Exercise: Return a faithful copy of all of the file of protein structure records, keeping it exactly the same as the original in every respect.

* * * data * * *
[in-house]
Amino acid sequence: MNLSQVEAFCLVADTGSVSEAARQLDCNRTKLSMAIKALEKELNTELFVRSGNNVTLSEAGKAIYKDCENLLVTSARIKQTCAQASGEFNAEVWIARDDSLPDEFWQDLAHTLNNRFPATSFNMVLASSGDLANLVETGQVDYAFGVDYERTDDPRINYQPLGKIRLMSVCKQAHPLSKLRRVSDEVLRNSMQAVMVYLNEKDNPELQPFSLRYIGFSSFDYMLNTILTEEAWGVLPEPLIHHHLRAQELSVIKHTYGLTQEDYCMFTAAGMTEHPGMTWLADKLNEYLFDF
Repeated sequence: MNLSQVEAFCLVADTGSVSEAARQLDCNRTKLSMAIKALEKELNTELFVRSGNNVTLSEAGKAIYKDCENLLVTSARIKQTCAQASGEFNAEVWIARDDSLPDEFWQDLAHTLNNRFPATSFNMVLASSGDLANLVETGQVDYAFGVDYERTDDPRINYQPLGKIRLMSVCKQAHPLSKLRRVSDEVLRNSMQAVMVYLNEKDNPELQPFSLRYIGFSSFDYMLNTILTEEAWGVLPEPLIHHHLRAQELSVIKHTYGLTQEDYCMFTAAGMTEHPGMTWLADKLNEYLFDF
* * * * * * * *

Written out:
[in-house]
Amino acid sequence: MNLSQVEAFCLVADTGSVSEAARQLDCNRTKLSMAIKALEKELNTELFVRSGNNVTLSEAGKAIYKDCENLLVTSARIKQTCAQASGEFNAEVWIARDDSLPDEFWQDLAHTLNNRFPATSFNMVLASSGDLANLVETGQVDYAFGVDYERTDDPRINYQPLGKIRLMSVCKQAHPLSKLRRVSDEVLRNSMQAVMVYLNEKDNPELQPFSLRYIGFSSFDYMLNTILTEEAWGVLPEPLIHHHLRAQELSVIKHTYGLTQEDYCMFTAAGMTEHPGMTWLADKLNEYLFDF
Repeated sequence: MNLSQVEAFCLVADTGSVSEAARQLDCNRTKLSMAIKALEKELNTELFVRSGNNVTLSEAGKAIYKDCENLLVTSARIKQTCAQASGEFNAEVWIARDDSLPDEFWQDLAHTLNNRFPATSFNMVLASSGDLANLVETGQVDYAFGVDYERTDDPRINYQPLGKIRLMSVCKQAHPLSKLRRVSDEVLRNSMQAVMVYLNEKDNPELQPFSLRYIGFSSFDYMLNTILTEEAWGVLPEPLIHHHLRAQELSVIKHTYGLTQEDYCMFTAAGMTEHPGMTWLADKLNEYLFDF